Mistakes I Used to Make When Writing

When I first started submitting my work to the public for critiques, I made a lot of amateur and completely fixable mistakes. I’m sure I still do, and will someday reflect on my writing from today with embarrassment.

Still, I write better now than before I learned not to do the following:

Writing Purple Prose

Ugh.

There was a time when I thought big words were the mark of good writing. I don’t know why I thought so; I never could get through any Faulkner.

And while I love words, and love English, and believe almost every word has a time and place to shine, I now know there is no need to showcase every word the English language has to offer in one sitting.

I spent a lot of time describing people in ways I thought made them seem elegant and beautiful; i.e, “he leaned his form against the stairwell.” I used annoying language like “flesh” and “lashes” and “tendrils” for hair. Shit almost gives me goosebumps when I see it, now.

I’ve since learned less is more, and “fancy words” have more impact when used in moderation.

Using Too Many Adverbs

I used to love me some adverbs. I felt the more description I could wring out of a sentence, the better the reader could imagine it. And while I suppose this is partly true, I didn’t seem to realize I could just use fewer but better words to get my point across more palatably.

I’m sure more sentences than not contained an adverb for every verb.

She smiled softly. He walked slowly. She cautiously reached for the flower and quickly plucked it. I cringed cringily.

Interrupting Action With Exposition

This is a more recent issue I’ve tried to correct in my million drafts of my current novel, though it still happens from time to time.

The novel requires a sense of setting to understand. There are things in the novel which are not things in real life, and it’s pretty tricky working in an explanation in a way that feels natural. I’ve found people do not like when the action is interrupted by a record scratch so the narrator can explain what’s going on, and the history behind it.

And I don’t blame the people who pointed this out in the early critiques of my novel one bit! It feels rather rude to be enjoying some literary violence, only to be plucked from the scene of flying viscera and deposited in a long-winded explanation as to how said violence came to be.

Perhaps this is why I can’t seem to get more than a few pages through the Silmarillion.

What are some mistakes you used to make in your writing?

17 thoughts on “Mistakes I Used to Make When Writing

  1. I completely understand!! When I first started writing everything was pretension and over the top. I loved Pride and Prejudice so everything I wrote was in that sort of archaic language. It worked for Austen because she was writing in the 1810’s, but writing that way today just sounds pretentious.

    Liked by 1 person

  2. Hi there,
    I started out doing a lot of this too. I still love words, so use them where I think they will enrich rather than detract. I think the hardest point is your third, getting the balance and placment of exposition is tricky. And I, like you i suspect, learned so much writing the first novel which took me ages! But it’s all worth it in the end, and a great pleasure. It’s a great idea to listen to talking books when you simply don’t have the time to do much reading.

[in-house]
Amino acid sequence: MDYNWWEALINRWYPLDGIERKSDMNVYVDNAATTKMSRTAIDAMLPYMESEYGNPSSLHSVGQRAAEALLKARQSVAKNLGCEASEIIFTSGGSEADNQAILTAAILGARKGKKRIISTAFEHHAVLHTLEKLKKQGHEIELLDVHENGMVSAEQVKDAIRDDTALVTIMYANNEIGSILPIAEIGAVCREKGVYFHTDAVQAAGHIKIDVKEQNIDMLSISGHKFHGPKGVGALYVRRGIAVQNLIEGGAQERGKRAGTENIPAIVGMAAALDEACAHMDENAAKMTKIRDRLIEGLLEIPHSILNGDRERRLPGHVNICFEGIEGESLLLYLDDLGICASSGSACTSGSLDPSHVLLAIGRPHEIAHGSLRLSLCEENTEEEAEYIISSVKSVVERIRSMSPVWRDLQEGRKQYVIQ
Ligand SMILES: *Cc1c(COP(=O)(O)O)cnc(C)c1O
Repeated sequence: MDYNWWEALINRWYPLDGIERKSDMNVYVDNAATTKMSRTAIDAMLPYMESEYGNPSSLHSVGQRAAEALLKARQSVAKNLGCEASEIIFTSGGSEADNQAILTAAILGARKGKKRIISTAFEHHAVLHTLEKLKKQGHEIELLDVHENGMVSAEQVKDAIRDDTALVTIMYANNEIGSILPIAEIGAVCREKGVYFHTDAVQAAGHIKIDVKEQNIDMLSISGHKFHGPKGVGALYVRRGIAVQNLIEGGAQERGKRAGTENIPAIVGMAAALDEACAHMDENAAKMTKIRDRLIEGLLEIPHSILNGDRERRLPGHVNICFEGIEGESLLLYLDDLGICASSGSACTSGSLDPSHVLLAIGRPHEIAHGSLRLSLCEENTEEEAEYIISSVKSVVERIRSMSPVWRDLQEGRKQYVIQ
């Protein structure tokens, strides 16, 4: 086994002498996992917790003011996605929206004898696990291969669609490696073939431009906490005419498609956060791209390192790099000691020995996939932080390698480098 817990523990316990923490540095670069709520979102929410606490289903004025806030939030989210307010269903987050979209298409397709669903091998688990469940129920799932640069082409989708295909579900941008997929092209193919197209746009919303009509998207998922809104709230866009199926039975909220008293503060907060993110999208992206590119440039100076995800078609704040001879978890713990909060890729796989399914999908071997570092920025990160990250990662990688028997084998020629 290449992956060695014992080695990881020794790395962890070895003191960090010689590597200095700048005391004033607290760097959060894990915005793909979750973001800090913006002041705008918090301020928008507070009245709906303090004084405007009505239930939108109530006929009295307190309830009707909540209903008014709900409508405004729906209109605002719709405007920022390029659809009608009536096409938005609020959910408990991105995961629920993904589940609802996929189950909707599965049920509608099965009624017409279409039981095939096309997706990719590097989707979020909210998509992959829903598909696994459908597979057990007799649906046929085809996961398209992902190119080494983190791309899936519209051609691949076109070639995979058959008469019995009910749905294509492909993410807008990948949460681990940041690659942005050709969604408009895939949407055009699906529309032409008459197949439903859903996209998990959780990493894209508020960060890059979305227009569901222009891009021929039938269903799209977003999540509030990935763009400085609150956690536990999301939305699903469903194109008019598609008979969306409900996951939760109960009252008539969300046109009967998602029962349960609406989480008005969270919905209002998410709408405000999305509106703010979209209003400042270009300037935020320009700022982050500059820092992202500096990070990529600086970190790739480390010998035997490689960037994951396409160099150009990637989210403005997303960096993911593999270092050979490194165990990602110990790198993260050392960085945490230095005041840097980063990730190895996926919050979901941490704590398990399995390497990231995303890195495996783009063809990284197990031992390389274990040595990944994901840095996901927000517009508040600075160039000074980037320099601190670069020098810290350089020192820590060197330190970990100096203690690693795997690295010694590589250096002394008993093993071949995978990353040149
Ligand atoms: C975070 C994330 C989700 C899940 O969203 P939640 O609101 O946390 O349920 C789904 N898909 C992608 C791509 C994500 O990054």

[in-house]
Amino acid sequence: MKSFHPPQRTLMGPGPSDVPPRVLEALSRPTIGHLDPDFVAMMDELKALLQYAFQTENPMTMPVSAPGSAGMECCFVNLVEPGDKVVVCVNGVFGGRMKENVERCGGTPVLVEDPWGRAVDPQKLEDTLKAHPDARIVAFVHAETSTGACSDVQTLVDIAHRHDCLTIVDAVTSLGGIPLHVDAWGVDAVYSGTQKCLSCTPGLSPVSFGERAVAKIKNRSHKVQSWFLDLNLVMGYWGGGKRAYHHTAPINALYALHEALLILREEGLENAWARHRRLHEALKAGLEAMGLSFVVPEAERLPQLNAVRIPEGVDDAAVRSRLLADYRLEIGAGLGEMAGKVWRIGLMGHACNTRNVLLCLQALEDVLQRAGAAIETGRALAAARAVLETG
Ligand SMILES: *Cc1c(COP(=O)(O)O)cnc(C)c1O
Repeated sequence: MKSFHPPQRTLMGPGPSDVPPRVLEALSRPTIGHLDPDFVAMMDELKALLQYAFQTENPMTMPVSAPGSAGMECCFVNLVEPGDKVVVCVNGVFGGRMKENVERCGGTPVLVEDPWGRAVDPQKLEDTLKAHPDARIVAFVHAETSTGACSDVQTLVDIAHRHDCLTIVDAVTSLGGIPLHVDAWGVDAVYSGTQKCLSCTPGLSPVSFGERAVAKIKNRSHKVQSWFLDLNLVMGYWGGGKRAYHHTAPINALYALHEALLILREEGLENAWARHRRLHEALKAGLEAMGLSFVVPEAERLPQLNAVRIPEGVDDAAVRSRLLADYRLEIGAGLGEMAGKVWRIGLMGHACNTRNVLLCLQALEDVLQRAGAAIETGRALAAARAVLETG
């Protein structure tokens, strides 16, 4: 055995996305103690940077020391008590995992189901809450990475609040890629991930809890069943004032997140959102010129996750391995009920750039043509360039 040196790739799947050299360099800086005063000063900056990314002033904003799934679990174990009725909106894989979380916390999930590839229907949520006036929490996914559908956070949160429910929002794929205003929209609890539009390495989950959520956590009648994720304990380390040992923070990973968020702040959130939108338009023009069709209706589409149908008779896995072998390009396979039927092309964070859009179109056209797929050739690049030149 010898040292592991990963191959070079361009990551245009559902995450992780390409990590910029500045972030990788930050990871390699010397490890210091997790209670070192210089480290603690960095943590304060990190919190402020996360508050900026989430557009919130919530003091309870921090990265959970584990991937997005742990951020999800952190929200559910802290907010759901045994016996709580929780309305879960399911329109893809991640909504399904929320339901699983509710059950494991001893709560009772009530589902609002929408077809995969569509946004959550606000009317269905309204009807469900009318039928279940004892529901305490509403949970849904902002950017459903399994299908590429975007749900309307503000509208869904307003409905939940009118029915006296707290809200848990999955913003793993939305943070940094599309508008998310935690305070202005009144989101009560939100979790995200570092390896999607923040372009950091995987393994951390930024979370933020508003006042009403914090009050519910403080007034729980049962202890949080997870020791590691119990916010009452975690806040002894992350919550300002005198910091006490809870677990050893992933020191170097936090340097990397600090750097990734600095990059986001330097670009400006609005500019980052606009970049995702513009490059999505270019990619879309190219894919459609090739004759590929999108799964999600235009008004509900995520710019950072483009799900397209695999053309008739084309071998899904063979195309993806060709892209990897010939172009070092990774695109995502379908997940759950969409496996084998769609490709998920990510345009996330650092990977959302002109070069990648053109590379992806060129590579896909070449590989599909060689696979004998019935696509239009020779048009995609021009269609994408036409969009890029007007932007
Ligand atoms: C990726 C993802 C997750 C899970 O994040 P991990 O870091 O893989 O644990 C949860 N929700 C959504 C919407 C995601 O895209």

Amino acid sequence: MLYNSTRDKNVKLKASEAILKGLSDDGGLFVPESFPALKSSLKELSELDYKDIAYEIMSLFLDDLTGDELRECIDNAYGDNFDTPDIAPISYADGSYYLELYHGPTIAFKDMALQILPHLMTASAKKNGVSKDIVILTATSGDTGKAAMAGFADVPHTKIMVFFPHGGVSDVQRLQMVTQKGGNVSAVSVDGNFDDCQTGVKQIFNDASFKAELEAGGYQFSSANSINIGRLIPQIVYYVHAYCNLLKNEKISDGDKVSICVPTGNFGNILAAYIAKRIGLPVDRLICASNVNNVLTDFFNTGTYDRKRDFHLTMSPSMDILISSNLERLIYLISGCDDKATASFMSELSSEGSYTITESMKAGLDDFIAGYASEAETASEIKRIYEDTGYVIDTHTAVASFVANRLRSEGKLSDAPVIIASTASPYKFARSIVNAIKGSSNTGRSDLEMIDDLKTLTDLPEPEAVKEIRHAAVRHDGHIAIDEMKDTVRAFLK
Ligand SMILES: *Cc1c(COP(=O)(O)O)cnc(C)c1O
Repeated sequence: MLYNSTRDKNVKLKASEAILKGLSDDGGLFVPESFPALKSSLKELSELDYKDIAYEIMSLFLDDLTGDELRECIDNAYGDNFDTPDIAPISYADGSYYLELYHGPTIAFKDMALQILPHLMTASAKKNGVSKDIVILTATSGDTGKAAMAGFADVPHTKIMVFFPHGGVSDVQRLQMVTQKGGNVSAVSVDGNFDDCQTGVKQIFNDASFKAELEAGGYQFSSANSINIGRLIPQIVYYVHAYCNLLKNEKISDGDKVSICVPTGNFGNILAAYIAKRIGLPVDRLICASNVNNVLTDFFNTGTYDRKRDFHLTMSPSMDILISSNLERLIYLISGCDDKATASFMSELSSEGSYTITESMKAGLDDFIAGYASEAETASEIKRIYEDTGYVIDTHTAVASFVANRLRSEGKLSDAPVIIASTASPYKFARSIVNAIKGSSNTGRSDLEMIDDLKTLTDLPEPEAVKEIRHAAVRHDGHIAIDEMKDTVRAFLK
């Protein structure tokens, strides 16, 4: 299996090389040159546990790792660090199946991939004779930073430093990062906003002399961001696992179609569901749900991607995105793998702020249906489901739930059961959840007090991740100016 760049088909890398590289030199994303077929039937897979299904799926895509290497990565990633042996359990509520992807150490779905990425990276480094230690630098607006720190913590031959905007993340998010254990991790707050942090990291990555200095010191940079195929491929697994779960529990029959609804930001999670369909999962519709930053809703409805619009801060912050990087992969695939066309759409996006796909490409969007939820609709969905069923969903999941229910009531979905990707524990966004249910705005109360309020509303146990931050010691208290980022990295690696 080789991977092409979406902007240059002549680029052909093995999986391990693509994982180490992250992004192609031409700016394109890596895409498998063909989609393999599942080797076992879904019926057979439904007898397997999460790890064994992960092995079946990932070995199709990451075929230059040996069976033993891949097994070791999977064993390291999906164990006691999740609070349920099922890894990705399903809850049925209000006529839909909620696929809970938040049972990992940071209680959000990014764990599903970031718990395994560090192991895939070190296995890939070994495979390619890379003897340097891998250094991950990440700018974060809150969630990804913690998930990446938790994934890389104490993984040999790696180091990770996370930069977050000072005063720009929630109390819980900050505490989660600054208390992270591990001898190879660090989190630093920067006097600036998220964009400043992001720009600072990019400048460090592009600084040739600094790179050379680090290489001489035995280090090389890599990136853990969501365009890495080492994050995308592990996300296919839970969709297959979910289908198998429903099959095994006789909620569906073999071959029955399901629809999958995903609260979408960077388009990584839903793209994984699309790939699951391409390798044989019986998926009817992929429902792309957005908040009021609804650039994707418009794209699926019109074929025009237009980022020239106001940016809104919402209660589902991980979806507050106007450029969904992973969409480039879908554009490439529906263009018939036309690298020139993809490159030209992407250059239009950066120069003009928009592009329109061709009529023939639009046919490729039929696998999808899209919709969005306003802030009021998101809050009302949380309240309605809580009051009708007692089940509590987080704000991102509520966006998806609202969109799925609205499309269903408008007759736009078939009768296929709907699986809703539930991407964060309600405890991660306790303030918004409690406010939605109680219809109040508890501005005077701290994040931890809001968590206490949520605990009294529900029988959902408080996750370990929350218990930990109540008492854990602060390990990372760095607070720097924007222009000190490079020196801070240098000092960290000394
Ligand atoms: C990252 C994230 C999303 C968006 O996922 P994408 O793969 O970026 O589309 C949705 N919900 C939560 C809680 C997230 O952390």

Knowing your own tendencies is key, isn’t it?
    Thank you for the follow and i’ll be catching up with your blog regularly. Blogging? Another big learning curve!

    Liked by 1 person

    1. Thank you for checking out the blog!

      You’re certainly correct that cutting out exposition is tricky. Anything that involves a change in writing style is often harder than omitting words or simplifying.

      I’m glad I’m not alone in taking ages with my first novel.

      Thank you for stopping by!

      Liked by 1 person

  3. I had to transition from marketing writing to more creative prose and article writing. It took a while to get rid of the sales pitch. I think I’ve made lots of progress, though.

    I often write very quickly. Ideas/sentences flow without break from my head through my finger tips. Sometimes I really have to go back and edit my work, for careless grammar and spelling mistakes and disjointed thoughts.

    Liked by 1 person

  4. This was super interesting to read, because it actually helped point out mistakes I’ve been making in my own writing too, particularly my over-usage of adverbs. It sure is hard to break a habit that you don’t even know you have LOL

    Liked by 1 person

  5. Nice reminder. As i work on rewrites and edits I am surprised at how many sentences in the same paragraph begin with the same pronoun. Taking the time to reword those sentences always makes them stronger and the action more vivid.

    Liked by 1 person

    1. Now there is a great tip I didn’t even think to include. I do the same thing; I realize I’ve started six sentences in a row with “I” or “she.” Thank you for the reminder!

      Like

  6. I don’t write but these are things that definitely put me off. I mean, showing off with fancy words, especially when English is not my native, would I really spend half an hour to look them up?

    Liked by 1 person

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